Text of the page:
Monday, October 5, 2015

Distinguished Gentlemen? Maybe. But not discriminating. The motorcycle industry has its head up its ass. Again.

Hey, Australia!
This post really touched a nerve with you guys. For the record, your health care system is nowhere near as massively fucked up as the U.S. system. That's where I live, and that's the audience I write for. I probably would not have felt compelled to write this, if I lived in Oz. (Curiously, I do live in Kansas City, near where the Wizard of Oz was written, but that's another story.) 

While an Australian is probably somewhat less likely to be overdiagnosed and overtreated for prostate cancer—and so the first part of this rant is less applicable to you guys—the big point, which is that motorcyclists support all kinds of charities that have nothing to do with us, while keeping our heads firmly in the sand when it comes to the medical research we should support.

Feel free to hate on my all you want, I'm all out of fucks to give, when it comes to pissing people off. 

Executive summary: The fact that motorcyclists just spent a precious weekend day raising money for prostate cancer research, instead of spinal cord injury research, is bullshit.  

Wasn’t the Distinguished Gentlemen’s Ride charming, on September 27? Think of all the money they raised for prostate screening. The thing is, the motorcycle industry could’ve just looked for prostate problems instead of funding high-tech screening apparatuses, because the motorcycle industry already has its head up its ass when it comes to choosing which 'charitable' causes it supports.

Don’t even get me started on the way prostate screening is part of a giant medical fraud, largely promulgated by the insane American for-profit “health care” industry (with assistance from drug companies in some places with otherwise-rational health care delivery systems, like the UK and Australia.)

According to the NIH: 
We can find microscopic evidence of prostate cancer in around half of 60-year-old men if we look hard enough. Yet only 3 in 1,000 will die from prostate cancer over the next 10 years. How can this be? Because prostate cancer isn’t just one disease: it’s a spectrum of disorders. Some forms of prostate cancer grow very rapidly and kill the men who have them. Some grow so slowly that, even without treatment, men die of something else before the cancer causes symptoms. And other forms look like cancer under the microscope but never grow at all or may regress spontaneously.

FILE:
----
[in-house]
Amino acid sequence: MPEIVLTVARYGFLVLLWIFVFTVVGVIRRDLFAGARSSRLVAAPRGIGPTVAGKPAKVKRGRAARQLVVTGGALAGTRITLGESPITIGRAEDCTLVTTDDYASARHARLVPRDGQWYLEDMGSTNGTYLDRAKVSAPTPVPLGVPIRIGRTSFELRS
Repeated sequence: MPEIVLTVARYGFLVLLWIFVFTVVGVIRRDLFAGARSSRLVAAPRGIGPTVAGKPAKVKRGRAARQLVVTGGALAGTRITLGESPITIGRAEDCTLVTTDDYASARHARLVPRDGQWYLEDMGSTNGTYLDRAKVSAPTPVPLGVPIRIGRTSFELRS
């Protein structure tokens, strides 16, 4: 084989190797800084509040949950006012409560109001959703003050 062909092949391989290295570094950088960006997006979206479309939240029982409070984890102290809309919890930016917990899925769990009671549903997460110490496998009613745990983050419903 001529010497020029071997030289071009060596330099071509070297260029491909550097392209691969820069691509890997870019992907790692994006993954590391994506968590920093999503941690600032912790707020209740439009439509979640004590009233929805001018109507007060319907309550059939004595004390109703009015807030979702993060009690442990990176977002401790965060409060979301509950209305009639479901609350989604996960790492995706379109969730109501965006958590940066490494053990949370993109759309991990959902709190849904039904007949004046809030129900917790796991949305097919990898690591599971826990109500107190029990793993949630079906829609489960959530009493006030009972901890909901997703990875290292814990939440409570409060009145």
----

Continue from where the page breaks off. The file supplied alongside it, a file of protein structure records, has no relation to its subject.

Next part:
According to Dr. Otis Webb Brawley (Chief Medical and Scientific Officer and Executive Vice President of the American Cancer Society):
A number of studies in the U.S. and Europe have shown that there is a type of prostate cancer that is localized to the prostate and of good prognosis, meaning it rarely progresses or causes harm if left alone.All of the organizations that set treatment guidelines based on the scientific evidence recommend that men diagnosed with this type of cancer be carefully observed. These cancers can almost always be effectively treated if found to be progressing. With careful observation, the majority of men will never need treatment and can be spared the burdens of unnecessary therapy.These low-risk forms of prostate cancer are commonly diagnosed through screening and commonly overtreated in the U.S. Indeed, the massive problem of overtreatment and the resultant large number of harms to the population is part of the reason that a number of respected organizations such as the U.S. Preventive Services Task Force and the American Academy of Family Physicians now recommend against routine prostate cancer screening.